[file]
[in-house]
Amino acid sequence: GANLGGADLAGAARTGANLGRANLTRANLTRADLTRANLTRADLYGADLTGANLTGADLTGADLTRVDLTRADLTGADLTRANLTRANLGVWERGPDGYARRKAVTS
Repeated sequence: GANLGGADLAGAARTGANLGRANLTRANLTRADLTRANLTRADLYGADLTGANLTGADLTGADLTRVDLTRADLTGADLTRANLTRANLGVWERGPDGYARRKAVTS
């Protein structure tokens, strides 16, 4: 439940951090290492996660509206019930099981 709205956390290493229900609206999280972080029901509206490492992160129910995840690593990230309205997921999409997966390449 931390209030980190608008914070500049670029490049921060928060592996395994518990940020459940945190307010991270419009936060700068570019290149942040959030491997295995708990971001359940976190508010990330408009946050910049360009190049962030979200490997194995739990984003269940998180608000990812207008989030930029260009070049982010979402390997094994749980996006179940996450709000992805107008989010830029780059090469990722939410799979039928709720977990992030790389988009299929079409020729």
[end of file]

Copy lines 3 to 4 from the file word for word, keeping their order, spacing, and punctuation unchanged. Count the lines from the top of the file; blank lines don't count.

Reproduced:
Repeated sequence: GANLGGADLAGAARTGANLGRANLTRANLTRADLTRANLTRADLYGADLTGANLTGADLTGADLTRVDLTRADLTGADLTRANLTRANLGVWERGPDGYARRKAVTS
């Protein structure tokens, strides 16, 4: 439940951090290492996660509206019930099981 709205956390290493229900609206999280972080029901509206490492992160129910995840690593990230309205997921999409997966390449 931390209030980190608008914070500049670029490049921060928060592996395994518990940020459940945190307010991270419009936060700068570019290149942040959030491997295995708990971001359940976190508010990330408009946050910049360009190049962030979200490997194995739990984003269940998180608000990812207008989030930029260009070049982010979402390997094994749980996006179940996450709000992805107008989010830029780059090469990722939410799979039928709720977990992030790389988009299929079409020729």